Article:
Number of pairs of batteries required = (total amp-hours)/110
                                      = 217/110
                                      = 2 pairs of 6 volt batteries
                                        (or 4 12 volt batteries).
 

joesolo

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Sep 14, 2005
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Location
Lakeland, TN
Tom,

Fantastic. That info will help tremendously. I will proceed with some degree of knowledge now.

Thank you for your expertise.

Joe
 

Karl

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Elkhart Lake, WI for the summer. Work at Road Amer
Joe,

Number of pairs of batteries required = (total amp-hours)/110
                                      = 217/110
                                      = 2 pairs of 6 volt batteries
                                        (or 4 12 volt batteries).

In this equation, you need to substitute the 110 with the ampere hour capacity of your batteries. The 110 shown here was for 6 volt golf cart batteries, which you may or may not have. Also, both 6 and 12 volt batteries come in a wide range of capacity and types, and not all types are suitable for deep-cycle RV use. I suggest you click on the "Library" button above, then select "Tech Topics", and then select "Installing an Inverter" for in-depth coverage of this topic.
 

Tom

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Karl said:
In this equation, you need to substitute the 110 with the ampere hour capacity of your batteries. The 110 shown here was for 6 volt golf cart batteries, which you may or may not have.

Karl, you're correct. I used 6V golf cart batteries in the example, which have roughly 220 amp-hours capacity. If substituting different batteries, one needs to use half of the battery capacity, on the assumption that you can't or shouldn't discharge below 50% of capacity.
 

BernieD

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Mar 1, 2005
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Goodyear, AZ
Joe

I'm afraid your boating experience has too darkly colored your anticipations regarding your coach electric service :D :D. First, I assume that you have 4 house batteries in your Phaeton (total of 6 including 2 chassis batteries). That gives you over 400 amps of electric service from the batteries.

Next, the invertor, the batteries and the alternator all serve different functions tho they can be connected. All your inverter does is convert the 12vDC power in the batteries to the 110vAC power used by most of your appliances. You have a charger, usually built into the invertor to recharge the batteries. It is unlikely that you will be able to run your air conditioners off the batteries via the invertor, even while driving. You will still need to run your generator whenever you want to run the A/C (assuming no shore power). The only reason to turn your invertor on when driving is to power your refrigerator via AC rather than propane and to run any 110v chargers you may be using.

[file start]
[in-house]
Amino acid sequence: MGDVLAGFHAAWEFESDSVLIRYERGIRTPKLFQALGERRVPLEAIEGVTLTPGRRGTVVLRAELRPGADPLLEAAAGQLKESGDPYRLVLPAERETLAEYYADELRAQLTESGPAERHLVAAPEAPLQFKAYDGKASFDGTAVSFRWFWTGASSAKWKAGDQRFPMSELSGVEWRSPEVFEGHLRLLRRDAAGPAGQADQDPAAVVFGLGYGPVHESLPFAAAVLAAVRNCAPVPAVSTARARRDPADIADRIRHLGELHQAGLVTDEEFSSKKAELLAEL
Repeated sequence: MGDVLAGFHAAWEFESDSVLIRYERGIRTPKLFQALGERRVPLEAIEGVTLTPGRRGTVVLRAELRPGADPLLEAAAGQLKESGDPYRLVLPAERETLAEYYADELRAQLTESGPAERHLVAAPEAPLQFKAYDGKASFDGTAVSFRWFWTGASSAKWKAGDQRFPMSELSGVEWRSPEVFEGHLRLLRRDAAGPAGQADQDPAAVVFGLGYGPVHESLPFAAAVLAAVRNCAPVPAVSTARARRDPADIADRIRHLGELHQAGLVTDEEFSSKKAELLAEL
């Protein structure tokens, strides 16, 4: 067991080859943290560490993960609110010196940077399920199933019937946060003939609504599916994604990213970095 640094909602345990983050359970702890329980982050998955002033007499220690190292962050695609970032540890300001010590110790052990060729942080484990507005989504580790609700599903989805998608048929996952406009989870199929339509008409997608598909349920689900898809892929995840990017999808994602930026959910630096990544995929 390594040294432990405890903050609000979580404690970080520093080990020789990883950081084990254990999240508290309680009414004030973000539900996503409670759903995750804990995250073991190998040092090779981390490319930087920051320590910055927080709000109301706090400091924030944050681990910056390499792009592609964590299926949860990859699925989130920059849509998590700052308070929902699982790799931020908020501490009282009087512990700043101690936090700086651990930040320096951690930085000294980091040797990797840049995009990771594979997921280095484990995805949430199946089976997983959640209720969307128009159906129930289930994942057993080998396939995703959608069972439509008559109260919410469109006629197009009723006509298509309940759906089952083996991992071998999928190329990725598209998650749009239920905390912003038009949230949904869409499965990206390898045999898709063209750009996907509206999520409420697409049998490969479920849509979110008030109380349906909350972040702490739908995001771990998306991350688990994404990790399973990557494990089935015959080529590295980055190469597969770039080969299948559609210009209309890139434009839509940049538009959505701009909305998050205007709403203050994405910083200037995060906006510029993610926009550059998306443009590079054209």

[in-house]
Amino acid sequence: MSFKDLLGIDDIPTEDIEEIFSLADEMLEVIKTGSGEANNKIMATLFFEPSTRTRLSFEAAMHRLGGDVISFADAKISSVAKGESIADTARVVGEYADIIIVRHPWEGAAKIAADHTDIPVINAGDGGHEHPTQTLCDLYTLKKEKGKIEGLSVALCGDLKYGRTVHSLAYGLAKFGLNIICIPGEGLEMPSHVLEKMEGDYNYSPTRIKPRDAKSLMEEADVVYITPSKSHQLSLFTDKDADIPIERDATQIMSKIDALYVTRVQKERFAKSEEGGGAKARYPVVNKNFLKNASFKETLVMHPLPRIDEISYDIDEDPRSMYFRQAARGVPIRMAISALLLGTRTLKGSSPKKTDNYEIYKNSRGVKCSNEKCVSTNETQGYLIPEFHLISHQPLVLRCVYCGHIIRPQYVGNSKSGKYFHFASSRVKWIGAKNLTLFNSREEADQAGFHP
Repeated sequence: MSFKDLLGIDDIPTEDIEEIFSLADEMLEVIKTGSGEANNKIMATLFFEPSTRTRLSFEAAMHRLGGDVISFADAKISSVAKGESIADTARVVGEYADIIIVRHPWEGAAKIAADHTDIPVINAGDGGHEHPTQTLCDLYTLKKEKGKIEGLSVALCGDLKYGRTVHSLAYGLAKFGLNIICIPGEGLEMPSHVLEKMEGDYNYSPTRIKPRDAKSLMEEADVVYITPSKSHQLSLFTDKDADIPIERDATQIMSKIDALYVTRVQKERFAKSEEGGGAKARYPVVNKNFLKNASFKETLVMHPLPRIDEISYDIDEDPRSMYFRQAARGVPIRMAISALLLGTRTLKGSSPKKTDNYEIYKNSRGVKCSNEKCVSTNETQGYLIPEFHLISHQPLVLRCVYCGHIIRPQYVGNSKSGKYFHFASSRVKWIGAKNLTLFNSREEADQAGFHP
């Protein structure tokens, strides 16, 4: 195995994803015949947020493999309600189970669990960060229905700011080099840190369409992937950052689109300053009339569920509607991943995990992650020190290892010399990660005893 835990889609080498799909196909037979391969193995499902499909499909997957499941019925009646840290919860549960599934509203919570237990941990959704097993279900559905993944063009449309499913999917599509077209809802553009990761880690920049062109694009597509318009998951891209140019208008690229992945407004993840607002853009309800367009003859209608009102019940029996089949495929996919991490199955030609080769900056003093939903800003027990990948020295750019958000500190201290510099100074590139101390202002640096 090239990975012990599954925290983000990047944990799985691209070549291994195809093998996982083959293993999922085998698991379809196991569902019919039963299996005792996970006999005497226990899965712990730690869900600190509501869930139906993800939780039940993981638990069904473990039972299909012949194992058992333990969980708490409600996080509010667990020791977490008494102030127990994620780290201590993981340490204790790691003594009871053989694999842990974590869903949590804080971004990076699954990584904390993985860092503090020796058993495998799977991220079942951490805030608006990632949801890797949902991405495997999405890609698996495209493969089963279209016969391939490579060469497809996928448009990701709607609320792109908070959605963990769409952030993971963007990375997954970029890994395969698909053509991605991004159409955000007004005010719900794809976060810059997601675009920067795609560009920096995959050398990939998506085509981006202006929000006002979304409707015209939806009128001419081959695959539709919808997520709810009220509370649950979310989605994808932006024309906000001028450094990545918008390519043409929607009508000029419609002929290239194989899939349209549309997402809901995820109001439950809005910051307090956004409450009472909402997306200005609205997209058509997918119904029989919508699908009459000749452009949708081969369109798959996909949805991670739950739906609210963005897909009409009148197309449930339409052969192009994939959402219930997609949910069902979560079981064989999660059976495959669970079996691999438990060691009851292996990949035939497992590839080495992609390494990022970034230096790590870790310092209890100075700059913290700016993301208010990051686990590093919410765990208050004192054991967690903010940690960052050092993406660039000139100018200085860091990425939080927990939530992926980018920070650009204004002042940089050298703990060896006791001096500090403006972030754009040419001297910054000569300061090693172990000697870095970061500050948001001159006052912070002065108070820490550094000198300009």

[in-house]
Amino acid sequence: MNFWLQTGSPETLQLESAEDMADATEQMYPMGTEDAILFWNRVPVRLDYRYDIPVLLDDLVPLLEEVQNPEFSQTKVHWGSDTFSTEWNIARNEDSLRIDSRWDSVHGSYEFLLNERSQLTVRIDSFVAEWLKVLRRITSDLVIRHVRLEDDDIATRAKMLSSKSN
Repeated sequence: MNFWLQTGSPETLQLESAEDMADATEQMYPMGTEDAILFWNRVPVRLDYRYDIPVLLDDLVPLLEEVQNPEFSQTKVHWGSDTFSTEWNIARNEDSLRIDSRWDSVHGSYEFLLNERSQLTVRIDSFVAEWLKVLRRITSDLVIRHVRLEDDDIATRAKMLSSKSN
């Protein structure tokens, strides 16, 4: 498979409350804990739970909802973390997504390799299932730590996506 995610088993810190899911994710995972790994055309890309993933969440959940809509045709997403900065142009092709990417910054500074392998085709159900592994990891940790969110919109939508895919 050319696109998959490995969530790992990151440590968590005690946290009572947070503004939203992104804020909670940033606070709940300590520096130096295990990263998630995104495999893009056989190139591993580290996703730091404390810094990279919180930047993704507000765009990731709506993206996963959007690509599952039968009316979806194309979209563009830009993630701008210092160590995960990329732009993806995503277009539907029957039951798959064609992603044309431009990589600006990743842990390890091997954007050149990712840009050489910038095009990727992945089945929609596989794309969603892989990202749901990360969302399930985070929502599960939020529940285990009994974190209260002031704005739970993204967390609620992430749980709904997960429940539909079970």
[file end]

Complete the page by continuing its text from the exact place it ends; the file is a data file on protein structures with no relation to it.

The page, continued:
When we are boondocking, we will run the generator 1-4 hours a day to recharge the batteries and run everything else (not the A/C) off the invertor the rest of the day. I make my coffee in the morning, we watch TV, etc. off the invertor and then run the generator when the batteries get down to 40-50% discharged, usually an hour or two in the morning and the same in the evening.

The system is designed to use the batteries off the invertor. Don't be afraid of it.

 

Tom

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BernieD said:
The only reason to turn your invertor on when driving is to power your refrigerator via AC rather than propane and to run any 110v chargers you may be using.

That's pretty much it for us too Bernie. In addition to the refridgerator, I'm powering a PC and maybe a cell phone charger from the inverter as we go down the road, but nothing else.

(For clarification, Chris is driving while I'm using the PC).
 

Ron

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The only time we turn the inverter off is at night or when we are not using 110 while boondocking.  When not boondocking we never turn the inverter off.  If on shore power the source of power being used will switch from the inverter to the shore power, if on the road the chassis alternator will charge the coach batteries as it does the chassis batteries.  However, the AC/s are not even wire so they can run of the inverter since it would take a lot of battery and larger capacity inverter to run the AC/s.  When we use the coach AC/s while on the road the Genset is running.  We sometimes do this just to excessive the genset from time to time in the summer.